Another wide-angle example.
(Image credit: TechRadar)

Click here to see the full resolution image

Image 4 of 5

This shot was taken using Portrait mode.

This shot was taken using Portrait mode.
(Image credit: TechRadar)

Click here to see the full resolution image

Image 5 of 5

The selfie camera is reasonably capable.

The selfie camera is reasonably capable.
(Image credit: TechRadar)

Click here to see the full resolution image

Performance and software

  • Snapdragon 660 chipset and generally good performance
  • 4GB or 6GB of RAM
  • Android 9 Pie, stock Android

The Nokia 7.2 is a smooth-running phone. A Qualcomm Snapdragon 660 chipset powers the experience, and it has a simple stock Android interface. The phone is part of the Android One program, so it isn’t loaded up with any bloatware.

Plus, the maker promises “2 years of software upgrades and 3 years of monthly security updates.” However, the phone comes with Android 9 Pie out of the box, with Android 10 hopefully coming sooner rather than later.

In our Geekbench tests, the Nokia 7.2 earned a 5,910 multi-core score in Geekbench 4, putting it ahead of the Google Pixel 3a. It earned a 1,488 multi-core score in Geekbench 5.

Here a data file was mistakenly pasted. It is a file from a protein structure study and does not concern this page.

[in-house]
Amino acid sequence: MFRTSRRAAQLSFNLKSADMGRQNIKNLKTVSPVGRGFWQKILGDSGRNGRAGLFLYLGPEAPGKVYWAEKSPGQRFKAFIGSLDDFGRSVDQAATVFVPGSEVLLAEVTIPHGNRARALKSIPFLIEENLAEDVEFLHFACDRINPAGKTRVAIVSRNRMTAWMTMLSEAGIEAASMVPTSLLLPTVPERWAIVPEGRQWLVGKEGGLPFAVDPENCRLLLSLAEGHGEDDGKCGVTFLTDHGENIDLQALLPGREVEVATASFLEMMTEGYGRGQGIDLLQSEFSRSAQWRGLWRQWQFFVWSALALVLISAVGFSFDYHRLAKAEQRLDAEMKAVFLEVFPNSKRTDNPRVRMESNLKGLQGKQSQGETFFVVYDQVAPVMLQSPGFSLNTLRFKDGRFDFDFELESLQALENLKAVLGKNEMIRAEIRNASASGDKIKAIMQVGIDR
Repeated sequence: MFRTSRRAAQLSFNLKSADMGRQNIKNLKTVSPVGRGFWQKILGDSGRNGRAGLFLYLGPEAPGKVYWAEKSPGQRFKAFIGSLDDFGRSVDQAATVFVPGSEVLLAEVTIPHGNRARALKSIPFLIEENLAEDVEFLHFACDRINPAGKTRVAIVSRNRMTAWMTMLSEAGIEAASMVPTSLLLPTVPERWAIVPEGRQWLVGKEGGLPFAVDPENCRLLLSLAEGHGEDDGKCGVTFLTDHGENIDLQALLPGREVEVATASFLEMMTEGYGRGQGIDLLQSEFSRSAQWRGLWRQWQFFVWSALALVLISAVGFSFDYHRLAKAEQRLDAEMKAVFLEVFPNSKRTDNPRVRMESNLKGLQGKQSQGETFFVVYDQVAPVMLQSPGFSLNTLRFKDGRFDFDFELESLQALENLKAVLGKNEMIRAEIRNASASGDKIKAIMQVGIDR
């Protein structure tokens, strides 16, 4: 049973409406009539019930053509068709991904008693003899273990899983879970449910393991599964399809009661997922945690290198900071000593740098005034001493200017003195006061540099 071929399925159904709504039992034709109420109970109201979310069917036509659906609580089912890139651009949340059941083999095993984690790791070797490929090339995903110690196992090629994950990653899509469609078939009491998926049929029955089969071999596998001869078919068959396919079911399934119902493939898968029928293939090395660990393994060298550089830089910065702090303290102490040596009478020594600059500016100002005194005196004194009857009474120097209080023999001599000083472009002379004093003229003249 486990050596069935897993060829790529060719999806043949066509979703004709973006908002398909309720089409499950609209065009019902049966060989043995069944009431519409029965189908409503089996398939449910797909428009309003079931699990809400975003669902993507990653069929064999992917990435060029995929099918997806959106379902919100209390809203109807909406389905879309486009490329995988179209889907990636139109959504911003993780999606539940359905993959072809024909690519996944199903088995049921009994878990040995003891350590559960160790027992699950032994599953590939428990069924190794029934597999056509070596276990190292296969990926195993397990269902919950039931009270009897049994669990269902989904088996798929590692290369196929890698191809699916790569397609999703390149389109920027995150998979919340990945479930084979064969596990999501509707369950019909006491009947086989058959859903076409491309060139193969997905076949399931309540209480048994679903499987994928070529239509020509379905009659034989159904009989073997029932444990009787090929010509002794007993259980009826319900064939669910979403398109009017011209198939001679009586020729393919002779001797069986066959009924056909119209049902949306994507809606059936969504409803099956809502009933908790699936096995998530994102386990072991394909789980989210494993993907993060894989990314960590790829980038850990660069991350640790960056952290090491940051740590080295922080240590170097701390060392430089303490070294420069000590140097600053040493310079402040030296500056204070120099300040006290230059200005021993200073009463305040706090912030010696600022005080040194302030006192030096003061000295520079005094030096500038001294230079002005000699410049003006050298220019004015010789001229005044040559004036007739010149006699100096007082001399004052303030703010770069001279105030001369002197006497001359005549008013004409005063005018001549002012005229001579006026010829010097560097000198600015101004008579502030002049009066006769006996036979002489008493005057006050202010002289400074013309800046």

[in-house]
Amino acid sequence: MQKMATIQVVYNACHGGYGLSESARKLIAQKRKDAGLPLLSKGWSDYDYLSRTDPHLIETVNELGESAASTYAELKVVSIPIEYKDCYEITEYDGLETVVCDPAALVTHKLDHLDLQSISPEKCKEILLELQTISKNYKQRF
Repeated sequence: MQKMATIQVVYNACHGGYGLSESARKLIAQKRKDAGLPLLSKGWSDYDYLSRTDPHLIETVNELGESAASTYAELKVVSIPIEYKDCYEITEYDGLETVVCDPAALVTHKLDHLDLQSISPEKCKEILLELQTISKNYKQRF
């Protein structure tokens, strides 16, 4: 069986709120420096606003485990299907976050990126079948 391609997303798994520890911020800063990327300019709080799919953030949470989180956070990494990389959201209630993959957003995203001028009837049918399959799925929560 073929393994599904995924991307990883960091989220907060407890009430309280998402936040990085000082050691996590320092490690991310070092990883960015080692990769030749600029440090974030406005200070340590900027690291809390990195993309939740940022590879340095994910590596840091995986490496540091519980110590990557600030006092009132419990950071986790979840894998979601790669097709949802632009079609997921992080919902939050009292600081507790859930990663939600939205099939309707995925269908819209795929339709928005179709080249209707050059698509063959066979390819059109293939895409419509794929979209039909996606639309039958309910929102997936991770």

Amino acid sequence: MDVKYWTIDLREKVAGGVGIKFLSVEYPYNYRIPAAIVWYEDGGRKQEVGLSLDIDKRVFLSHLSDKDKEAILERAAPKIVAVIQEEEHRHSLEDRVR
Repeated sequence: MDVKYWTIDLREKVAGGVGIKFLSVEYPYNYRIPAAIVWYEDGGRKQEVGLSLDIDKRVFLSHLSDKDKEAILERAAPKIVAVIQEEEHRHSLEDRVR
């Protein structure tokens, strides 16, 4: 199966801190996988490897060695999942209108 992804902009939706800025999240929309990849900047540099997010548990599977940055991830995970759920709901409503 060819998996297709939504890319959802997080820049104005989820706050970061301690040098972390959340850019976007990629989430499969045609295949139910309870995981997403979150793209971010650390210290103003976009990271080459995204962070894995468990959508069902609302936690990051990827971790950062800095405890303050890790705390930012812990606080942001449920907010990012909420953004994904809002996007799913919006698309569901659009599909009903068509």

We played the new Call of Duty Mobile game on it, and it run perfectly smooth at low graphics settings. Smooth enough for us to top the leaderboard and mow down enemies so easily that we ran out of bullets and had to switch to the knife until the end of the match.

The camera app can occasionally be slow to launch, but that’s the only time we experienced a hitch. App switching is quick, and most apps launch reasonably fast.

(Image credit: TechRadar)

The fingerprint reader is snappy, and combines well with facial recognition for easy unlocking in most situations. It does struggle to recognize us when there’s a strong backlight behind us, though.